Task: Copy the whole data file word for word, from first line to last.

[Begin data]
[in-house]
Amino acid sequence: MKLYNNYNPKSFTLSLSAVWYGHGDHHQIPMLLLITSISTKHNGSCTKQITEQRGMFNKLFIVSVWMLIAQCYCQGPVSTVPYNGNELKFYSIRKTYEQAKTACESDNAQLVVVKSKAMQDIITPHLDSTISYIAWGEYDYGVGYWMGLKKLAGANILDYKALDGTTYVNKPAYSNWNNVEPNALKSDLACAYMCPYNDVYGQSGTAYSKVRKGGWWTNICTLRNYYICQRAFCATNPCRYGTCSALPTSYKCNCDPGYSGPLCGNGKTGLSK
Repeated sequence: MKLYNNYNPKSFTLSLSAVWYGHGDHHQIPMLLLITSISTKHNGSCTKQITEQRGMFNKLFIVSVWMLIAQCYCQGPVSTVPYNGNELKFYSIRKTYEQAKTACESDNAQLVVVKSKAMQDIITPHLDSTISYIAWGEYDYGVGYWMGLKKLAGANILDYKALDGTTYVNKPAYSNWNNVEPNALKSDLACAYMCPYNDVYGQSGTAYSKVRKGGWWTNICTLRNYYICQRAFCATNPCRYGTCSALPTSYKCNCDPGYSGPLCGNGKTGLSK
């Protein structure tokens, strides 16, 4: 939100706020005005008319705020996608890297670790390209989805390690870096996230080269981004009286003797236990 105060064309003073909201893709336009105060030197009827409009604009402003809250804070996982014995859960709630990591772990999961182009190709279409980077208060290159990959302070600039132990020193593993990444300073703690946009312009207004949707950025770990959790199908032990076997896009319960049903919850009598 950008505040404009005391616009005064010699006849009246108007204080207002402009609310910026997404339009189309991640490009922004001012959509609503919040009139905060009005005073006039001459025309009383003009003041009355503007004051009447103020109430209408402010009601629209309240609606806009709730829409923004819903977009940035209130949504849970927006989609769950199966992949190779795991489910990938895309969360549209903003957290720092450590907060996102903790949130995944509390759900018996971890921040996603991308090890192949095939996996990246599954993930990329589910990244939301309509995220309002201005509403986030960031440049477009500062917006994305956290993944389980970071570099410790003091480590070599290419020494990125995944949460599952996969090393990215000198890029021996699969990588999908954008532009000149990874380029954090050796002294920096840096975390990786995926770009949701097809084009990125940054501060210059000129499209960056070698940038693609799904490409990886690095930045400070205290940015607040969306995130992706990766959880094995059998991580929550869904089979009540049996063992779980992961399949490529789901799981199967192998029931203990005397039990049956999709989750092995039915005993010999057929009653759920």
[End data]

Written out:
[in-house]
Amino acid sequence: MKLYNNYNPKSFTLSLSAVWYGHGDHHQIPMLLLITSISTKHNGSCTKQITEQRGMFNKLFIVSVWMLIAQCYCQGPVSTVPYNGNELKFYSIRKTYEQAKTACESDNAQLVVVKSKAMQDIITPHLDSTISYIAWGEYDYGVGYWMGLKKLAGANILDYKALDGTTYVNKPAYSNWNNVEPNALKSDLACAYMCPYNDVYGQSGTAYSKVRKGGWWTNICTLRNYYICQRAFCATNPCRYGTCSALPTSYKCNCDPGYSGPLCGNGKTGLSK
Repeated sequence: MKLYNNYNPKSFTLSLSAVWYGHGDHHQIPMLLLITSISTKHNGSCTKQITEQRGMFNKLFIVSVWMLIAQCYCQGPVSTVPYNGNELKFYSIRKTYEQAKTACESDNAQLVVVKSKAMQDIITPHLDSTISYIAWGEYDYGVGYWMGLKKLAGANILDYKALDGTTYVNKPAYSNWNNVEPNALKSDLACAYMCPYNDVYGQSGTAYSKVRKGGWWTNICTLRNYYICQRAFCATNPCRYGTCSALPTSYKCNCDPGYSGPLCGNGKTGLSK
């Protein structure tokens, strides 16, 4: 939100706020005005008319705020996608890297670790390209989805390690870096996230080269981004009286003797236990 105060064309003073909201893709336009105060030197009827409009604009402003809250804070996982014995859960709630990591772990999961182009190709279409980077208060290159990959302070600039132990020193593993990444300073703690946009312009207004949707950025770990959790199908032990076997896009319960049903919850009598 950008505040404009005391616009005064010699006849009246108007204080207002402009609310910026997404339009189309991640490009922004001012959509609503919040009139905060009005005073006039001459025309009383003009003041009355503007004051009447103020109430209408402010009601629209309240609606806009709730829409923004819903977009940035209130949504849970927006989609769950199966992949190779795991489910990938895309969360549209903003957290720092450590907060996102903790949130995944509390759900018996971890921040996603991308090890192949095939996996990246599954993930990329589910990244939301309509995220309002201005509403986030960031440049477009500062917006994305956290993944389980970071570099410790003091480590070599290419020494990125995944949460599952996969090393990215000198890029021996699969990588999908954008532009000149990874380029954090050796002294920096840096975390990786995926770009949701097809084009990125940054501060210059000129499209960056070698940038693609799904490409990886690095930045400070205290940015607040969306995130992706990766959880094995059998991580929550869904089979009540049996063992779980992961399949490529789901799981199967192998029931203990005397039990049956999709989750092995039915005993010999057929009653759920």